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Old April 19th, 2012, 02:49 AM   #76
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Re: EX3 nanoflash vs samurai?

Nick, I can't find ProRes on the Shuttle2 being mentioned anywhere but here.
Eager to know more.

Is it a future firmware update?

Duncan.
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Old April 19th, 2012, 03:02 AM   #77
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Re: EX3 nanoflash vs samurai?

Hi Duncan,

There may be a painful, pregnant pause here: I am sure I read it as Shuttle2 on Monday and product specific email discussions with BM support have not contradicted that. However the release notes say clearly 'Studio' - I am checking with support now
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Old April 19th, 2012, 09:35 AM   #78
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Re: EX3 nanoflash vs samurai?

Actually, the difference between the FS100 and FS700 seems to be £3000... going by the best prices I've found so far.

I'd buy an Atomos HDMI-SDI convertor (runs on SonyNP batteries too), a 4x4 VariND, Screw-on VariND and live with 60p conformed down to 25p for my slo-mo. And still have over £2000 in my pocket (that's $3200 or so)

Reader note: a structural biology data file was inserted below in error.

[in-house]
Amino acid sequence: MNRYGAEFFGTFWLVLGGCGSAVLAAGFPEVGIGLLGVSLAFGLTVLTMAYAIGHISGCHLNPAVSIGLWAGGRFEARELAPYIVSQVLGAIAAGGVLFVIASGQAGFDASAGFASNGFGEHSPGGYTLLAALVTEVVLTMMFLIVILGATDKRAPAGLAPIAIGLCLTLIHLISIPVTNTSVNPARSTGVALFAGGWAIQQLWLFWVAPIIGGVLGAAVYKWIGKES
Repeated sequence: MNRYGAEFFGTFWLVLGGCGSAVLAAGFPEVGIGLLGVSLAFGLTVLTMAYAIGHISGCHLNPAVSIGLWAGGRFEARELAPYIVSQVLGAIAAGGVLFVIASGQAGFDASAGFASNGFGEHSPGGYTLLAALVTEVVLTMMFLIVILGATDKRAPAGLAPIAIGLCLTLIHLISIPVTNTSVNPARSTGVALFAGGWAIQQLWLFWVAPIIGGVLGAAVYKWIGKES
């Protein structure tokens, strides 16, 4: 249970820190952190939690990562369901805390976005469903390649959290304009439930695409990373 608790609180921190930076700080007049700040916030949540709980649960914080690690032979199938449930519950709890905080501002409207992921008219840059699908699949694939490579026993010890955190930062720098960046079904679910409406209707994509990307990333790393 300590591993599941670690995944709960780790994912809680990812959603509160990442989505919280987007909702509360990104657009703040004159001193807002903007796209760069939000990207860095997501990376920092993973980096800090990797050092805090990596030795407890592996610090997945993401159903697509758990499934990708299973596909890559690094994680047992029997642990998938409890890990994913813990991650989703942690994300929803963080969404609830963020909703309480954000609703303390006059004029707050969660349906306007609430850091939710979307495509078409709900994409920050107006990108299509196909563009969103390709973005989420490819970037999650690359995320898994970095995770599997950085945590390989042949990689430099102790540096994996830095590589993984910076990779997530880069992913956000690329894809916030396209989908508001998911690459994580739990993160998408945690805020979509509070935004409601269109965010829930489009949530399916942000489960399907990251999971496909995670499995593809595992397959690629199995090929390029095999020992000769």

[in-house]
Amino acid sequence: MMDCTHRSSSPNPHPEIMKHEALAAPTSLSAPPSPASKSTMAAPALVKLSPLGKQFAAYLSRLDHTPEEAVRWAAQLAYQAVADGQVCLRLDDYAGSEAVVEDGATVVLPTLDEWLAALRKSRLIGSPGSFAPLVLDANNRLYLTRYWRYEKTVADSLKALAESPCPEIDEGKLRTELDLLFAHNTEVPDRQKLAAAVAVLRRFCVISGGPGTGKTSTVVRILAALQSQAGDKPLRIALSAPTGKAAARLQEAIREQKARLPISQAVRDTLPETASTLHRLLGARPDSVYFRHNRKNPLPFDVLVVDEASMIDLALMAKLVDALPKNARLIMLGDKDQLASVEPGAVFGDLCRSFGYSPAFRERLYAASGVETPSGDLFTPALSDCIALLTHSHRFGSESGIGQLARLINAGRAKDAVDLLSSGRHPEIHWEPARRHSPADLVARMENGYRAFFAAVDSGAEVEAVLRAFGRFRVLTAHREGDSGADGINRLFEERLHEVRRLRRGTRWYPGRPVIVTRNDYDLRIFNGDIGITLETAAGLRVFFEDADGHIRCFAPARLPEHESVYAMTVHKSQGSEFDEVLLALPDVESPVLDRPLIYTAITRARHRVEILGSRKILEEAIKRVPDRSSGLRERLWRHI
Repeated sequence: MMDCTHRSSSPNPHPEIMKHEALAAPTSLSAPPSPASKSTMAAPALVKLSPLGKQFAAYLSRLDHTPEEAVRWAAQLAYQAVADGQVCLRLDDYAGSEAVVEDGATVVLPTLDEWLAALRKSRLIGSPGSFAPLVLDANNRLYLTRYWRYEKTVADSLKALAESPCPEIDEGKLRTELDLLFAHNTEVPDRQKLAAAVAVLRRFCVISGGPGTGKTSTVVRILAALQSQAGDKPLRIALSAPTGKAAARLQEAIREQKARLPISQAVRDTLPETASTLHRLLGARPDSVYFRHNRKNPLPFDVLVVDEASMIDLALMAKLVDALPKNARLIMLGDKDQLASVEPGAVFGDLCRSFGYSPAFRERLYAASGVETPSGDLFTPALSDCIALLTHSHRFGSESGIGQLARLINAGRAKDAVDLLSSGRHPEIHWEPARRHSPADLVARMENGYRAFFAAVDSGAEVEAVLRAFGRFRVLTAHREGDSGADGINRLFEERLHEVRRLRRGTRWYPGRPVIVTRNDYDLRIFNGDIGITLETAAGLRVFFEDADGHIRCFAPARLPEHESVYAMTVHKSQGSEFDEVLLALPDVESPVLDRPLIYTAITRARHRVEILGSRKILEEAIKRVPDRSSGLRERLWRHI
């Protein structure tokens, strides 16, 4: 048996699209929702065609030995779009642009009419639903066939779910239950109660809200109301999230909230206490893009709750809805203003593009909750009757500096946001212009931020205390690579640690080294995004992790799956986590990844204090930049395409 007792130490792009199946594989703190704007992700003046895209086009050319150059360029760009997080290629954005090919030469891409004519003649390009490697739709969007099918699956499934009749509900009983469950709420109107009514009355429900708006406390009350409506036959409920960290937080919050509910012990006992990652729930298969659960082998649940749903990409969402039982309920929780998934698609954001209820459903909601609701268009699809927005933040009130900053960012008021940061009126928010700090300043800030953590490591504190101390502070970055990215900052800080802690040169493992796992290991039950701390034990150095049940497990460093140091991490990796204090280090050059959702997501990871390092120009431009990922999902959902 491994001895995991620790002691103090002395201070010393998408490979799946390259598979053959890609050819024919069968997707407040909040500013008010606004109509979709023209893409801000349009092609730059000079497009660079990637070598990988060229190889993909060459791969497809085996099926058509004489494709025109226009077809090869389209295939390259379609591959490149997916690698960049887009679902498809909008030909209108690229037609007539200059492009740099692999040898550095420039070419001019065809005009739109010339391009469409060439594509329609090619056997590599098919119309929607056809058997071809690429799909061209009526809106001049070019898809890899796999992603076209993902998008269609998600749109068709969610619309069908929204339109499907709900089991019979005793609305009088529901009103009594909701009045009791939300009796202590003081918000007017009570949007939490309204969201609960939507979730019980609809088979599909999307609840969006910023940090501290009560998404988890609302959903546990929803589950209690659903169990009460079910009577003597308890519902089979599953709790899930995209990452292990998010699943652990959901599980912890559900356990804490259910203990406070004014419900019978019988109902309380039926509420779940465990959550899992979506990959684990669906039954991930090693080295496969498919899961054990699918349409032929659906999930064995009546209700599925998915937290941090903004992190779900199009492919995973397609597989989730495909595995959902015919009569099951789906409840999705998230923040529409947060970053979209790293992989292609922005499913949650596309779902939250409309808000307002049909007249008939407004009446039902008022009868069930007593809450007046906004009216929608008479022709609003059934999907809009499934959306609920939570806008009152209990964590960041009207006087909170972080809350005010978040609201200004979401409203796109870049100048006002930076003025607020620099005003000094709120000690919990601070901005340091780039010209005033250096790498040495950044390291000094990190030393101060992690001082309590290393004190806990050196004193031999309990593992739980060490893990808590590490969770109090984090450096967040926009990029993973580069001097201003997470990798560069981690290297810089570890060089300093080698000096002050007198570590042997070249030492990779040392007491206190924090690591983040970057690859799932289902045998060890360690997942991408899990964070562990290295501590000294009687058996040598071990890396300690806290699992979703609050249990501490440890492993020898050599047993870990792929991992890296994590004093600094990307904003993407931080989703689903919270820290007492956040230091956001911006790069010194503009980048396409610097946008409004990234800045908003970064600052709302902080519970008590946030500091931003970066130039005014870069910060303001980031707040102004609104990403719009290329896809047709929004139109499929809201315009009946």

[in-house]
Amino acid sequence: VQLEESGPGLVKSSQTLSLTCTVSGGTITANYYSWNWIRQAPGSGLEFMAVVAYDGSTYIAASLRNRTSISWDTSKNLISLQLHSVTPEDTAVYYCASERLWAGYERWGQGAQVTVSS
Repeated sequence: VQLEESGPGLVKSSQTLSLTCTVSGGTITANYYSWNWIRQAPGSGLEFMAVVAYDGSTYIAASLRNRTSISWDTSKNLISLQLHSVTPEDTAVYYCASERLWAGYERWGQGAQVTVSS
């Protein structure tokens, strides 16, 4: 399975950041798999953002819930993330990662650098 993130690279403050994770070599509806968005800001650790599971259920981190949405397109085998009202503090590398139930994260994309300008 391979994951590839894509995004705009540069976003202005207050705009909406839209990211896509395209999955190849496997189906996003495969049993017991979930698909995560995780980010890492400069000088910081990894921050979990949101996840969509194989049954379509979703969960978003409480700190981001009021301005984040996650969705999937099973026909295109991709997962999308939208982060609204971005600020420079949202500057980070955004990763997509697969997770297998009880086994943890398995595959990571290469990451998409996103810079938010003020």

What else does the FS700 offer... 4k (makes it less sensitive), a better handle... Dunno.

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Old April 19th, 2012, 12:25 PM   #79
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Re: EX3 nanoflash vs samurai?

Duncan,

My humble apology - I was wrong: the 3.0 software provides ProRes HQ for the Studio model - I'd swear I saw it applied to the Shuttle. Oh well.

Your points about FS100 / 700 are valid and in this climate, £3k is not to be sniffed at. The killer for me is the ability to shoot real stills with the latter (although I need to see examples to be convinced).

Looking forward to comparing the two.

Nick
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Old April 19th, 2012, 10:08 PM   #80
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Re: EX3 nanoflash vs samurai?

My initial look at the 100/700 at NAB seems to indicate that the effective speed of both sensors is about the same, in spite of the pixel count difference.
In addition to adding an HD-SDI connector (which will at some point in the future be the 3G source of 4K data) and the ND filters, the 700 has a way of recording a burst of slow motion full 1920/1080 res at 120 or 240fps, as well as at 480 or 960 fps at reduced resolutions.